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Chip shortage: causes, impacts and future outlook

The global chip shortage that erupted during the covid-19 disease pandemic posed a major problem for the entire semiconductor industry. The demand for electronics skyrocketed at that time as people started to work from home in large numbers and seek entertainment through various electronic devices. This naturally led to a greater demand for semiconductors.

chip shortage

Causes of chip shortages

Several factors contributed to the chip shortage. First of all, the pandemic has severely disrupted global supply chains - factory closures and transport restrictions have negatively impacted both semiconductor production and the supply of necessary raw materials.

In addition, it should be mentioned that chip production is extremely costly and requires long-term planning over a number of years. Already before the pandemic broke out, production capacity was almost completely exhausted. There was therefore virtually no flexibility to react in time to the surge in demand.

The impact of shortages on the economy

The situation described above resulted in a severe global chip shortage with negative impacts on a wide range of industries. The automotive industry, which is totally dependent on the supply of electronic components, has of course been the most affected. As a result, car manufacturers have had to cut production in some cases.

However, the chip shortage has also affected the consumer electronics sector. Delivery times for a number of products were significantly extended, which was again felt negatively, especially by end customers.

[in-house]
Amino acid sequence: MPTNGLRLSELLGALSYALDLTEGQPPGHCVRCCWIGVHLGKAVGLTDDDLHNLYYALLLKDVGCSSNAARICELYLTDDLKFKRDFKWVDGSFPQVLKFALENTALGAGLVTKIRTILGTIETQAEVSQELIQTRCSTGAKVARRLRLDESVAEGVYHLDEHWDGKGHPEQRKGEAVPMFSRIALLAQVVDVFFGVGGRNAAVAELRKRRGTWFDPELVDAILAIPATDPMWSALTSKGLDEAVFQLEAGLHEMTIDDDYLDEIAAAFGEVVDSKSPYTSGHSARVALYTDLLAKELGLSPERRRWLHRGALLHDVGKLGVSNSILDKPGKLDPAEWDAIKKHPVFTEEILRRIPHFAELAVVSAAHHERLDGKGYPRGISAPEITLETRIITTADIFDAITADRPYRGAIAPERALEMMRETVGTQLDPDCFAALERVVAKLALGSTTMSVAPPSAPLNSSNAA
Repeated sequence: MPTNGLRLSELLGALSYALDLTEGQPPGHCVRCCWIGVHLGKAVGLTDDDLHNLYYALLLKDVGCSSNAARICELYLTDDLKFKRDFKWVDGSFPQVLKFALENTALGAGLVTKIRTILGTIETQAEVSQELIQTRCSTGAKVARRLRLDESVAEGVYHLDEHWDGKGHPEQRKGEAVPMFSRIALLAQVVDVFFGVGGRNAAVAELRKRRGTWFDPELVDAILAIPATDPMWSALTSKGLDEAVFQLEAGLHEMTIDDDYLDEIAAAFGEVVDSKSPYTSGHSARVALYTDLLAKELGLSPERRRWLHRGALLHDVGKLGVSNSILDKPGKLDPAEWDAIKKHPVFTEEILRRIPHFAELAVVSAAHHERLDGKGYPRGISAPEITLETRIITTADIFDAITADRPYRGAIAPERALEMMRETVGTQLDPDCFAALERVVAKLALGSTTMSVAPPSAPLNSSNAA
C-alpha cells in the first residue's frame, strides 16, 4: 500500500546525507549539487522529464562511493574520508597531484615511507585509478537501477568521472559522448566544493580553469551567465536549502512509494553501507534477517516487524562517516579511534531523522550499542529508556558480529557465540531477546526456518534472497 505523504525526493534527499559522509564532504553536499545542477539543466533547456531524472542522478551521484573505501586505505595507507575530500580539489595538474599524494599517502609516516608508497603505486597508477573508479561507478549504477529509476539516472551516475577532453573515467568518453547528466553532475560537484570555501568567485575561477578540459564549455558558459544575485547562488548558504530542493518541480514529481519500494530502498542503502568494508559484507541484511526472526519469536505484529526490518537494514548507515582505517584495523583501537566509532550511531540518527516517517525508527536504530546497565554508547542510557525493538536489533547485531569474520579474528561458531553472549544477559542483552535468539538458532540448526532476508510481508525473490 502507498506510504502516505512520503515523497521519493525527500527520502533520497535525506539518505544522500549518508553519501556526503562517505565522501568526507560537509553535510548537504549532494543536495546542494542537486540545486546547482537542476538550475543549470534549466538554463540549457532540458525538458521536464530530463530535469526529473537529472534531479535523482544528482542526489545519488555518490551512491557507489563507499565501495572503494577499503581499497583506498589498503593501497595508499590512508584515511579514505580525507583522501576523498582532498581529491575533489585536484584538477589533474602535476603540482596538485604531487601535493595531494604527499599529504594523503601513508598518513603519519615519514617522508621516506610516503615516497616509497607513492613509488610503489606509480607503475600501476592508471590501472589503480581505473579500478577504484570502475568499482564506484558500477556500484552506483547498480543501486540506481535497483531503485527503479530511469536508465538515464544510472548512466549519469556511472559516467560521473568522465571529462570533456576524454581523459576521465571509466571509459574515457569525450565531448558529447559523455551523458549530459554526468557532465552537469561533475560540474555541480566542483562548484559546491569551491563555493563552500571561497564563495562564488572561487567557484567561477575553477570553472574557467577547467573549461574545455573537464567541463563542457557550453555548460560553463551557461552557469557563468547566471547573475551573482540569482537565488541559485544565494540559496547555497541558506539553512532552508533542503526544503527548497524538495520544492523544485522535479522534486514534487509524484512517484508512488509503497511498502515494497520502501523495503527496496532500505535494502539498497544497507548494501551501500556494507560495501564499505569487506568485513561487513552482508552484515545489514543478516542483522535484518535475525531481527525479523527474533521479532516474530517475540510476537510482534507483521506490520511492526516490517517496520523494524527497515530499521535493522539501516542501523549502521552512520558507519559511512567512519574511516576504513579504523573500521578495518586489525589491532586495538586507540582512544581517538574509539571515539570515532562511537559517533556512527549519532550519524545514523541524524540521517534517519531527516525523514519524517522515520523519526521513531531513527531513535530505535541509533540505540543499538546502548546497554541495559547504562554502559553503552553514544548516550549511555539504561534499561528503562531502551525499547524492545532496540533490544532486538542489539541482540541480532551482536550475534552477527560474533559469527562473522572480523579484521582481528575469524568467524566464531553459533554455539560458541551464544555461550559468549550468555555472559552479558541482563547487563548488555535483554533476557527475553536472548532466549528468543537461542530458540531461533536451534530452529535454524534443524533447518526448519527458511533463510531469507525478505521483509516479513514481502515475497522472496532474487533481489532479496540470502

Efforts to find solutions

In order to strengthen competitiveness in the global semiconductor industry, both the European Union and the United States have come up with legislative packages to promote domestic chip manufacturing (the European Chip Act and the US CHIPS Act), both of which envisage, among other things, significant investments in manufacturing capacity, semiconductor R&D or the promotion of private-public cooperation.

In addition, the US CHIPS Act introduces new restrictions on the export of advanced technologies to China, which only exacerbates tensions between the two powers.

Outlook for the future

However, despite legislative efforts by the European Union and the US, problems in global supply chains still largely persist. While demand for chips continues to grow, manufacturers have not yet been able to increase production capacity at the same pace.

The situation is further complicated by the fact that there is a general shortage of skilled workers in the technical sectors. It therefore takes companies a very long time to fill vacant positions of technicians or engineers.

Nevertheless, a slight improvement is expected for 2024. Both governments and private companies are investing in expanding production capacity, diversifying supply chains and creating a more stable environment across the semiconductor industry. Together, this could at least partially address the problems caused by chip shortages.

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